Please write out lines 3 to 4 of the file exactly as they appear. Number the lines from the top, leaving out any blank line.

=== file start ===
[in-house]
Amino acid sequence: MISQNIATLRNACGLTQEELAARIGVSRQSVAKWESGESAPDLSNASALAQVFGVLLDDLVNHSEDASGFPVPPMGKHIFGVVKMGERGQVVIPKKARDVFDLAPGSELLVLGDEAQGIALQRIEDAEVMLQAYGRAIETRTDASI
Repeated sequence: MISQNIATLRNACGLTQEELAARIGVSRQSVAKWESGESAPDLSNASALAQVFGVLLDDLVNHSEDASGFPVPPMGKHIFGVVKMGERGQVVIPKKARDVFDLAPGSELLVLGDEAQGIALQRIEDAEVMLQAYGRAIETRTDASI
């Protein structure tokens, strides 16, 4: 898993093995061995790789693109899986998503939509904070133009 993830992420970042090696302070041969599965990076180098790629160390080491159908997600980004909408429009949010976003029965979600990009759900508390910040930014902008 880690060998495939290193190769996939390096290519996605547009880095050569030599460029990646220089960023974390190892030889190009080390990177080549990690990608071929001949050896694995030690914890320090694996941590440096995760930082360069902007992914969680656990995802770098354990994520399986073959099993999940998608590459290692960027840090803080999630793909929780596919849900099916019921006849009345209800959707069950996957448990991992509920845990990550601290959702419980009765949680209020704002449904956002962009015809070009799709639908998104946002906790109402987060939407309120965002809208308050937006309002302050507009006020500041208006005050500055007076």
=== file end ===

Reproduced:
Repeated sequence: MISQNIATLRNACGLTQEELAARIGVSRQSVAKWESGESAPDLSNASALAQVFGVLLDDLVNHSEDASGFPVPPMGKHIFGVVKMGERGQVVIPKKARDVFDLAPGSELLVLGDEAQGIALQRIEDAEVMLQAYGRAIETRTDASI
């Protein structure tokens, strides 16, 4: 898993093995061995790789693109899986998503939509904070133009 993830992420970042090696302070041969599965990076180098790629160390080491159908997600980004909408429009949010976003029965979600990009759900508390910040930014902008 880690060998495939290193190769996939390096290519996605547009880095050569030599460029990646220089960023974390190892030889190009080390990177080549990690990608071929001949050896694995030690914890320090694996941590440096995760930082360069902007992914969680656990995802770098354990994520399986073959099993999940998608590459290692960027840090803080999630793909929780596919849900099916019921006849009345209800959707069950996957448990991992509920845990990550601290959702419980009765949680209020704002449904956002962009015809070009799709639908998104946002906790109402987060939407309120965002809208308050937006309002302050507009006020500041208006005050500055007076």